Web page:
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Poverty Alleviation and Child Labor

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  • Eric V. Edmonds
  • Norbert Schady

Abstract

How important are subsistence concerns in a family’s decision to send a child to work? We consider this question in Ecuador, where poor families are selected at random to receive a cash transfer that is equivalent to 7 percent of monthly expenditures. Winning the cash transfer lottery is associated with a decline in work for pay away from the child's home. The cash transfer is greater than the rise in schooling costs that comes with the end of primary school, but it is less than 20 percent of the income paid to child laborers in the labor market. Despite being less than foregone earnings, poor families seem to use the lottery award to delay the child's entry into paid employment and protect the child's schooling status. Schooling expenditures rise with the lottery, but total expenditures in the household decline relative to the control population because of foregone child labor earnings.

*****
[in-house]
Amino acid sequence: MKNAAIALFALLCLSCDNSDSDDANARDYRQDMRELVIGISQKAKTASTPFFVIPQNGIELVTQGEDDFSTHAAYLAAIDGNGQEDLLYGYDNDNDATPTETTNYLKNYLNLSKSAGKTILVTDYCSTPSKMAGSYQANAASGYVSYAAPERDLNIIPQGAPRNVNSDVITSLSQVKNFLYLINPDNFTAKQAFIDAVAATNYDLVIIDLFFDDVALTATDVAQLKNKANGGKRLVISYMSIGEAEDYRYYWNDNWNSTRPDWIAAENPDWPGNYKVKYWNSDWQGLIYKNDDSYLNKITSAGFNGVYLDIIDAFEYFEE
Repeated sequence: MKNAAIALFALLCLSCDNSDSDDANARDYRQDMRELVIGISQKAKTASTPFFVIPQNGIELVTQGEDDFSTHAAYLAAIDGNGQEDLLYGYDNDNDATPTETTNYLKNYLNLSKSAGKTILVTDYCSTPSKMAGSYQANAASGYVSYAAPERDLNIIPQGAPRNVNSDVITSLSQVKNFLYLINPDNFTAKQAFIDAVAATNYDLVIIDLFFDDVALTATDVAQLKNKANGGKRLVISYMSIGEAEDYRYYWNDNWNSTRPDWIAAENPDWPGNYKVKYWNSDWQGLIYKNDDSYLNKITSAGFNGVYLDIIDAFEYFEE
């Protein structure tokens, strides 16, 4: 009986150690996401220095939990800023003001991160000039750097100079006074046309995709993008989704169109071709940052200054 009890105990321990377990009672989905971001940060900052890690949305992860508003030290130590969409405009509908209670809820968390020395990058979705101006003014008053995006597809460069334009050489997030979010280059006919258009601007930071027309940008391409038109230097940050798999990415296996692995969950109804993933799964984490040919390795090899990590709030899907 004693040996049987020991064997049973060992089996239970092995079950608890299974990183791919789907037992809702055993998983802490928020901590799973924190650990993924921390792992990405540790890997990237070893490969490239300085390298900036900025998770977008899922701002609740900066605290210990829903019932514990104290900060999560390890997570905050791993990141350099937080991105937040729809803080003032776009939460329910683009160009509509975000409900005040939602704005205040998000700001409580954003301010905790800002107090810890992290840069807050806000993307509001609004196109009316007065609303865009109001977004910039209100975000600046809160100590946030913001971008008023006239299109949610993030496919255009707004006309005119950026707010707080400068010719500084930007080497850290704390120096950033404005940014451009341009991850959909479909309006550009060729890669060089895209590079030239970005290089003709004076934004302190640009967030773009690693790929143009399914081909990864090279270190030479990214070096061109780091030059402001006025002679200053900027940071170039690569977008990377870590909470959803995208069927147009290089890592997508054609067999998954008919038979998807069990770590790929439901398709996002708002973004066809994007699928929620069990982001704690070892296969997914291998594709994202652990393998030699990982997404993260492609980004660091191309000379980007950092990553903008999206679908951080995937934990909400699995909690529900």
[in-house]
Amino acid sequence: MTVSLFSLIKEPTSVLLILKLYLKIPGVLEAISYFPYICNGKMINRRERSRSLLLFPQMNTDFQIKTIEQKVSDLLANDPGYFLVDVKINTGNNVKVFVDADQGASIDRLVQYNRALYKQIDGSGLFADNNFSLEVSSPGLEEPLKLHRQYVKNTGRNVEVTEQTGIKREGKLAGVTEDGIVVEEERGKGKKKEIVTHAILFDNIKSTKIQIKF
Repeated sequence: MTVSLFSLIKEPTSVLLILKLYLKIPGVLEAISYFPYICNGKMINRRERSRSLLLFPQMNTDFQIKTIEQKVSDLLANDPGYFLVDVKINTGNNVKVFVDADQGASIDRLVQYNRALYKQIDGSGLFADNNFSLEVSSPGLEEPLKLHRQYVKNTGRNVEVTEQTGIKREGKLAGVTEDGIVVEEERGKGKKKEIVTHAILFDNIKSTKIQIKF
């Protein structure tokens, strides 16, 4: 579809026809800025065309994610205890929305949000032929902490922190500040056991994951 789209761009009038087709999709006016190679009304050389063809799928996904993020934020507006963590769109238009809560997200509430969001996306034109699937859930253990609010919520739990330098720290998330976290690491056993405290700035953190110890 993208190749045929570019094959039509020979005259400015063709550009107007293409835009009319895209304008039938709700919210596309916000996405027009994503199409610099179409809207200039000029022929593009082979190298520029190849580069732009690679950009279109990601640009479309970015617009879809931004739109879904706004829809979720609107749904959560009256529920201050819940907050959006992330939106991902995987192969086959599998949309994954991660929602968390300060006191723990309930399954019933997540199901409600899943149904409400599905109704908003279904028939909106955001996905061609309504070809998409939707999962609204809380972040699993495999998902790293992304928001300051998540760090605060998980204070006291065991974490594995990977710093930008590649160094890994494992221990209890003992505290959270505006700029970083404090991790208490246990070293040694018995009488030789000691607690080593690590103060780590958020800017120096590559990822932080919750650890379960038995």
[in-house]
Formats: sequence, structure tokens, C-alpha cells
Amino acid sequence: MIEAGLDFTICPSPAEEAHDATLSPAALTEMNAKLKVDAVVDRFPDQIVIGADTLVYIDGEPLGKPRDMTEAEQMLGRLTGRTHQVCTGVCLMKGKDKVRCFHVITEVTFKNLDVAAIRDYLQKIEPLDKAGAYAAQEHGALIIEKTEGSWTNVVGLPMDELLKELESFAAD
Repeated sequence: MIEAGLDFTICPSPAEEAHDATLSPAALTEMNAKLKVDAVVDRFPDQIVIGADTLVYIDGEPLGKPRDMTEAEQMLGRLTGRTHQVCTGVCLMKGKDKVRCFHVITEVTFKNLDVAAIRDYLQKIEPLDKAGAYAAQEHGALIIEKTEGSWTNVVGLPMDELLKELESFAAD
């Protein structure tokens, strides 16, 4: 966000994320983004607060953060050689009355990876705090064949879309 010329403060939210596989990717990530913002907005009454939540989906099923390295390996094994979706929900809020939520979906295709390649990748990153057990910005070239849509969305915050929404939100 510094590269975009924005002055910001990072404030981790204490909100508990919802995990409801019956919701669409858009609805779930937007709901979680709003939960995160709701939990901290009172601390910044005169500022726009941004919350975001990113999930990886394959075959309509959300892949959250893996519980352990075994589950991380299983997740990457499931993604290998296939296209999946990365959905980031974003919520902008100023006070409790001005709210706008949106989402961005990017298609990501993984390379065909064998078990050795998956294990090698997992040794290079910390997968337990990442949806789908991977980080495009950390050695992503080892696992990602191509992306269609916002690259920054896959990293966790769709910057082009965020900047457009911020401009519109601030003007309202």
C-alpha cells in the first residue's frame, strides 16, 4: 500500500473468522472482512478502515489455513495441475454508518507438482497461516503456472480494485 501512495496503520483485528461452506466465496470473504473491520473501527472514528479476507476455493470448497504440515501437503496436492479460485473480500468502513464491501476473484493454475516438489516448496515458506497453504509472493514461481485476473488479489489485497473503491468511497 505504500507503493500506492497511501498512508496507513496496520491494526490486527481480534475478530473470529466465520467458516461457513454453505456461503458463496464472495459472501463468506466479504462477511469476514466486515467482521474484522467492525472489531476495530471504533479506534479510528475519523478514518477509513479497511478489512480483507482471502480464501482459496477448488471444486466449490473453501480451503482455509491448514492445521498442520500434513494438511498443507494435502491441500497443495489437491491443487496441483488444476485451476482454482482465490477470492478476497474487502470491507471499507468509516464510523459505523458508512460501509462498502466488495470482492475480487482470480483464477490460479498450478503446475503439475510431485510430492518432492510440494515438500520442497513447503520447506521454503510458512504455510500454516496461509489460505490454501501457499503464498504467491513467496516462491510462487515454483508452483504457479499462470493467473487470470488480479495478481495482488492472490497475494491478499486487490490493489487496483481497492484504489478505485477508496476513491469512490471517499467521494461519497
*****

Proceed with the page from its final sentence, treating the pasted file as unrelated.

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Paper provided by National Bureau of Economic Research, Inc in its series NBER Working Papers with number 15345.

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Date of creation: Sep 2009
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Publication status: published as Eric V. Edmonds & Norbert Schady, 2012. "Poverty Alleviation and Child Labor," American Economic Journal: Economic Policy, American Economic Association, vol. 4(4), pages 100-124, November.
Handle: RePEc:nbr:nberwo:15345

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